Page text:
It was here that Fisehaye bonded with Simret Kidane, a 29 year-old who left her three children with her parents in Eritrea to seek a better life in Europe. She was among the women kidnapped in August.
Kidane befriended one of the guards, Hafeezo, a Tunisian mechanic turned jihadist in his early 30s. Hafeezo helped the women navigate their new life in captivity. He brought them groceries and relayed their demands to his superiors in Sirte. He comforted them when they cried. He counseled them to forget their past lives and embrace Islam. That way, he promised, they may be freed to find a husband among the militants. They may even be allowed to call home.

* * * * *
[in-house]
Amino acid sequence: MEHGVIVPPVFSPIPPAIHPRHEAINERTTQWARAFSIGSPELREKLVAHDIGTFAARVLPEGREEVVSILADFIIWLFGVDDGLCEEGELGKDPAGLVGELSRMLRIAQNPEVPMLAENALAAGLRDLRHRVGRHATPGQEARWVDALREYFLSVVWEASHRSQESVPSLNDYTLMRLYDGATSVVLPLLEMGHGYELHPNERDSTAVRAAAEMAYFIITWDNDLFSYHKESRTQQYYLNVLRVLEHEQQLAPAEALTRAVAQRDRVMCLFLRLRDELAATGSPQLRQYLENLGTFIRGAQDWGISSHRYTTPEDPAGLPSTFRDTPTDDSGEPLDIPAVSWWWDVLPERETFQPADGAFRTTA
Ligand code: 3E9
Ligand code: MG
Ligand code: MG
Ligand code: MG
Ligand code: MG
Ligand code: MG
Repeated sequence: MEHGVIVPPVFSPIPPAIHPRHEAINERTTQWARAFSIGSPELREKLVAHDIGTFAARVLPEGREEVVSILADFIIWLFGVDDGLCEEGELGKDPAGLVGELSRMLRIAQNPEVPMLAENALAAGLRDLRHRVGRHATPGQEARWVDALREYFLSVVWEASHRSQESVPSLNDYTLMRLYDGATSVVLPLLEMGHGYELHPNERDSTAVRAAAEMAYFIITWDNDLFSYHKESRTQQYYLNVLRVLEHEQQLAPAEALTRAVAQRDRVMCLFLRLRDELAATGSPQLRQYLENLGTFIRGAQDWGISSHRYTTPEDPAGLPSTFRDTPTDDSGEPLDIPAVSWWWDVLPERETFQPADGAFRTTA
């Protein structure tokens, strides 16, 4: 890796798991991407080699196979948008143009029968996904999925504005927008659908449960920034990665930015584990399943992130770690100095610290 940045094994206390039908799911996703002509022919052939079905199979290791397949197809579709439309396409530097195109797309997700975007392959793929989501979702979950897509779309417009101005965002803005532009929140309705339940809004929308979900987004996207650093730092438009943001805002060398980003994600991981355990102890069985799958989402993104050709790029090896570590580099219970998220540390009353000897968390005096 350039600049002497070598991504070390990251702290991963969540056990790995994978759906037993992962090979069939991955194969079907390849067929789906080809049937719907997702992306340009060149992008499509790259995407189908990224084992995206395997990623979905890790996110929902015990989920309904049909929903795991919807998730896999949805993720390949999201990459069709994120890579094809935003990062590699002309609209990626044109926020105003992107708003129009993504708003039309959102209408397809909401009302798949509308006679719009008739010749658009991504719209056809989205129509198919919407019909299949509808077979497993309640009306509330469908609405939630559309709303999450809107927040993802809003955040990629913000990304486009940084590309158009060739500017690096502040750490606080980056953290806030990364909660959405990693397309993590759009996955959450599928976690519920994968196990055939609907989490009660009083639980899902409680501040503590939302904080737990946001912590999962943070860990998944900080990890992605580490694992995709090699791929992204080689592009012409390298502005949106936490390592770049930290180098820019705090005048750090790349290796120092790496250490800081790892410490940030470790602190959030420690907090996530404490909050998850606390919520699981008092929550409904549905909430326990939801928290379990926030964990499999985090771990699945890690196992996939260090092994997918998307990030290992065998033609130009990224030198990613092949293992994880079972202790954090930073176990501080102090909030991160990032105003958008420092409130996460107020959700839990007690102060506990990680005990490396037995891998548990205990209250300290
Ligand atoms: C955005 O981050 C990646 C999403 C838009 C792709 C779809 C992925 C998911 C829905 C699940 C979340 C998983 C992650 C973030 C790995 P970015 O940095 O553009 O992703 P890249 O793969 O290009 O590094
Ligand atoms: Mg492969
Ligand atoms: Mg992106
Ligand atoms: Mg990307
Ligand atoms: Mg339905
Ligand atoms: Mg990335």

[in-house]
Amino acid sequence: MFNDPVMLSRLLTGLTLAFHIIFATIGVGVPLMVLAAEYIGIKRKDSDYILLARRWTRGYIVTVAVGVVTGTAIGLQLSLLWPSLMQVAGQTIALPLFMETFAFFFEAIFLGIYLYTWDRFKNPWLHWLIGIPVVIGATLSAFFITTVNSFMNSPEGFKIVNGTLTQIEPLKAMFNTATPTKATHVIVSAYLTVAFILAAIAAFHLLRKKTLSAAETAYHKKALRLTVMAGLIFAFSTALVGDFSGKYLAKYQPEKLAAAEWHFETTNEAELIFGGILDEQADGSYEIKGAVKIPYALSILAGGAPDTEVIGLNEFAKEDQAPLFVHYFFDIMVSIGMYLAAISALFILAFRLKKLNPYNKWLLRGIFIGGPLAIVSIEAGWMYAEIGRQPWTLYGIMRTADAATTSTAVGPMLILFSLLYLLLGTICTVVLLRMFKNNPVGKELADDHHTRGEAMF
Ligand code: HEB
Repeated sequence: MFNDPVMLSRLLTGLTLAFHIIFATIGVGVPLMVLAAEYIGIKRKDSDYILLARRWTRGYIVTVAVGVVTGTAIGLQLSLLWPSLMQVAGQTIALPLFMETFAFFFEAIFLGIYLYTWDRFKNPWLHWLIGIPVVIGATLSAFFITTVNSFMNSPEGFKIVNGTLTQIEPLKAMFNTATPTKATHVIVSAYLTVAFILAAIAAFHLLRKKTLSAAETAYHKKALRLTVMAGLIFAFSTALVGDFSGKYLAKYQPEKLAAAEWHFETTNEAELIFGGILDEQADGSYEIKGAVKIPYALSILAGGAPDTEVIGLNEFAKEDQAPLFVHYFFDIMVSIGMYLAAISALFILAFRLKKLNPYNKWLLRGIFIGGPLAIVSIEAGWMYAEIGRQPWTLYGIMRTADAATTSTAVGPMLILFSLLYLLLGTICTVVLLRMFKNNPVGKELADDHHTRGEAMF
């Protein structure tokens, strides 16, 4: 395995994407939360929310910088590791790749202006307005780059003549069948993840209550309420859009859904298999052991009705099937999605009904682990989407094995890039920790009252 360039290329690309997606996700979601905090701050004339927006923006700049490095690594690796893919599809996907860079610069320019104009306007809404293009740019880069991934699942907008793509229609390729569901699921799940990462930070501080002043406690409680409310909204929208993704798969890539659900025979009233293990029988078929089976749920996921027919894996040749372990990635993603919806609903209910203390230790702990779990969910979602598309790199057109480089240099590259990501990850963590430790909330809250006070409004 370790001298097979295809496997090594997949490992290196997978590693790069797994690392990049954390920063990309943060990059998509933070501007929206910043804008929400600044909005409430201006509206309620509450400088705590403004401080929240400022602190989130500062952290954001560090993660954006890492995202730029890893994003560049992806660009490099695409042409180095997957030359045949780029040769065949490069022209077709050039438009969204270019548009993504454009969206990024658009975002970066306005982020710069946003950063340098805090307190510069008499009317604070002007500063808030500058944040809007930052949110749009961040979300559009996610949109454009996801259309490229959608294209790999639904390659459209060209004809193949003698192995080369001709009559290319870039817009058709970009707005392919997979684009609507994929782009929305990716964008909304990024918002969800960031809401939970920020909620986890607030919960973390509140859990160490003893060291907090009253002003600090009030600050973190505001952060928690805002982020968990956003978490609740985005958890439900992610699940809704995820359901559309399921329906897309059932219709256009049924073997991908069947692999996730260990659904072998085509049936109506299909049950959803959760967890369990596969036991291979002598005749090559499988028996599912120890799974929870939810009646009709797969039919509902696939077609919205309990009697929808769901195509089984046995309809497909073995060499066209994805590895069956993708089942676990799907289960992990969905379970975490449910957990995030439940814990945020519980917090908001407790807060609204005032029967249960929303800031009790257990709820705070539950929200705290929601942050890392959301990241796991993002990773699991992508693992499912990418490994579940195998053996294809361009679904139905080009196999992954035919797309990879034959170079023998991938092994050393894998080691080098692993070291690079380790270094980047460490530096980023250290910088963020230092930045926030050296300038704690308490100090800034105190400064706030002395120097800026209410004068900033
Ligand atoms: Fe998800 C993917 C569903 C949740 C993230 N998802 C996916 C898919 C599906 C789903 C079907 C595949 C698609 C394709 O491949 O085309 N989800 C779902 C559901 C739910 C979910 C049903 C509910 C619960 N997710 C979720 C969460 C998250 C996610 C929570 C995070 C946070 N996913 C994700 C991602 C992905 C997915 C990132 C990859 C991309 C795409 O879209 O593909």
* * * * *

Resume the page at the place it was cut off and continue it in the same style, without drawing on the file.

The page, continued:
Fisehaye succumbed first. In September, after three months of captivity, she converted to Islam and took on a Muslim name, Rima. Her conversion had a domino effect across the compound; Kidane and the others followed suit a month later.
“I could see no other way out,” Fisehaye said. “Islam was one more step to my freedom. They told us we would have some rights as Muslims.”
After their conversion, Hafeezo brought them black abayas and niqabs, loose garments some Muslim women wear to cover themselves. He kept his distance and refused to make eye contact. Instead, he supervised their piety from afar.
In April of this year, Libya’s nascent unity government stationed itself in a naval base in Tripoli. Separately, rival factions — the Petroleum Facilities Guard in the east and brigades from towns in the west — plotted to attack Islamic State from opposite flanks.
In Sirte, meanwhile, Fisehaye and her roommates learned that one of them, the mother of two, would soon be sold to another man.